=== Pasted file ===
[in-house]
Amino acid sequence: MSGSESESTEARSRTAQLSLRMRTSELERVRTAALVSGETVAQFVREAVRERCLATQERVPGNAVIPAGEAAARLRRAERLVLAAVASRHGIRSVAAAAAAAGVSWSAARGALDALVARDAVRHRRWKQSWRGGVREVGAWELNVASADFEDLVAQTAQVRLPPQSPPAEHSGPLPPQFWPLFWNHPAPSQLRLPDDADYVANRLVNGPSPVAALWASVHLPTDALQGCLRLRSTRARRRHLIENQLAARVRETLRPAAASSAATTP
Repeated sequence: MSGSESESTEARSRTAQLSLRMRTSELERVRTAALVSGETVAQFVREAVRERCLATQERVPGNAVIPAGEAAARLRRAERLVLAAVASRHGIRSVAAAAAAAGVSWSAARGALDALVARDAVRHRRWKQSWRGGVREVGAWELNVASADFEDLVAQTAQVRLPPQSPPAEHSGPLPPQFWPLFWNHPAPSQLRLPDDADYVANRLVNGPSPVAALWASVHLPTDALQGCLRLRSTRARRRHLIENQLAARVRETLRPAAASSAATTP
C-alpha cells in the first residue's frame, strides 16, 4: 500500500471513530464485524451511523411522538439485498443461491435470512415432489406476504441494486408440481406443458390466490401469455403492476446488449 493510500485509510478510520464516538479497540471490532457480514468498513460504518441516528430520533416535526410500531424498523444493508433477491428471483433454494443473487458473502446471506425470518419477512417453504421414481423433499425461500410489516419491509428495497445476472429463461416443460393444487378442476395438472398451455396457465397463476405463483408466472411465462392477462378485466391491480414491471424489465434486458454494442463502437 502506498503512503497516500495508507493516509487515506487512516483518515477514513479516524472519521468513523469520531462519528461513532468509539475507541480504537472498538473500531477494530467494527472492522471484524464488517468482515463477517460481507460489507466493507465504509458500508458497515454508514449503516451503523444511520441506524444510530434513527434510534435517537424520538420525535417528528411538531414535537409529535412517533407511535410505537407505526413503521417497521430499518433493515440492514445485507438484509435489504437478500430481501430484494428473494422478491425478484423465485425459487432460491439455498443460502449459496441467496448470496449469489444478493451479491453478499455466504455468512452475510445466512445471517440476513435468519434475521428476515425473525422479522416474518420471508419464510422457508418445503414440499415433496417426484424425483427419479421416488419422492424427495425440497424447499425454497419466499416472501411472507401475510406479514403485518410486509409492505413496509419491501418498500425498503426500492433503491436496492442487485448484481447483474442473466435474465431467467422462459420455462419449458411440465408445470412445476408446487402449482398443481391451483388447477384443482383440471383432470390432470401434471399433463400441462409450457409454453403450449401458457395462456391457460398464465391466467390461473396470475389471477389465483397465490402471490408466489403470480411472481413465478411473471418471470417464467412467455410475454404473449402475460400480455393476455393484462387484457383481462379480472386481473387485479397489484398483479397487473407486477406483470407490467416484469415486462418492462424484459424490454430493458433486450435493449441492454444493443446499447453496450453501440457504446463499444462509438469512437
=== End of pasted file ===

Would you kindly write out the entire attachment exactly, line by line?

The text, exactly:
[in-house]
Amino acid sequence: MSGSESESTEARSRTAQLSLRMRTSELERVRTAALVSGETVAQFVREAVRERCLATQERVPGNAVIPAGEAAARLRRAERLVLAAVASRHGIRSVAAAAAAAGVSWSAARGALDALVARDAVRHRRWKQSWRGGVREVGAWELNVASADFEDLVAQTAQVRLPPQSPPAEHSGPLPPQFWPLFWNHPAPSQLRLPDDADYVANRLVNGPSPVAALWASVHLPTDALQGCLRLRSTRARRRHLIENQLAARVRETLRPAAASSAATTP
Repeated sequence: MSGSESESTEARSRTAQLSLRMRTSELERVRTAALVSGETVAQFVREAVRERCLATQERVPGNAVIPAGEAAARLRRAERLVLAAVASRHGIRSVAAAAAAAGVSWSAARGALDALVARDAVRHRRWKQSWRGGVREVGAWELNVASADFEDLVAQTAQVRLPPQSPPAEHSGPLPPQFWPLFWNHPAPSQLRLPDDADYVANRLVNGPSPVAALWASVHLPTDALQGCLRLRSTRARRRHLIENQLAARVRETLRPAAASSAATTP
C-alpha cells in the first residue's frame, strides 16, 4: 500500500471513530464485524451511523411522538439485498443461491435470512415432489406476504441494486408440481406443458390466490401469455403492476446488449 493510500485509510478510520464516538479497540471490532457480514468498513460504518441516528430520533416535526410500531424498523444493508433477491428471483433454494443473487458473502446471506425470518419477512417453504421414481423433499425461500410489516419491509428495497445476472429463461416443460393444487378442476395438472398451455396457465397463476405463483408466472411465462392477462378485466391491480414491471424489465434486458454494442463502437 502506498503512503497516500495508507493516509487515506487512516483518515477514513479516524472519521468513523469520531462519528461513532468509539475507541480504537472498538473500531477494530467494527472492522471484524464488517468482515463477517460481507460489507466493507465504509458500508458497515454508514449503516451503523444511520441506524444510530434513527434510534435517537424520538420525535417528528411538531414535537409529535412517533407511535410505537407505526413503521417497521430499518433493515440492514445485507438484509435489504437478500430481501430484494428473494422478491425478484423465485425459487432460491439455498443460502449459496441467496448470496449469489444478493451479491453478499455466504455468512452475510445466512445471517440476513435468519434475521428476515425473525422479522416474518420471508419464510422457508418445503414440499415433496417426484424425483427419479421416488419422492424427495425440497424447499425454497419466499416472501411472507401475510406479514403485518410486509409492505413496509419491501418498500425498503426500492433503491436496492442487485448484481447483474442473466435474465431467467422462459420455462419449458411440465408445470412445476408446487402449482398443481391451483388447477384443482383440471383432470390432470401434471399433463400441462409450457409454453403450449401458457395462456391457460398464465391466467390461473396470475389471477389465483397465490402471490408466489403470480411472481413465478411473471418471470417464467412467455410475454404473449402475460400480455393476455393484462387484457383481462379480472386481473387485479397489484398483479397487473407486477406483470407490467416484469415486462418492462424484459424490454430493458433486450435493449441492454444493443446499447453496450453501440457504446463499444462509438469512437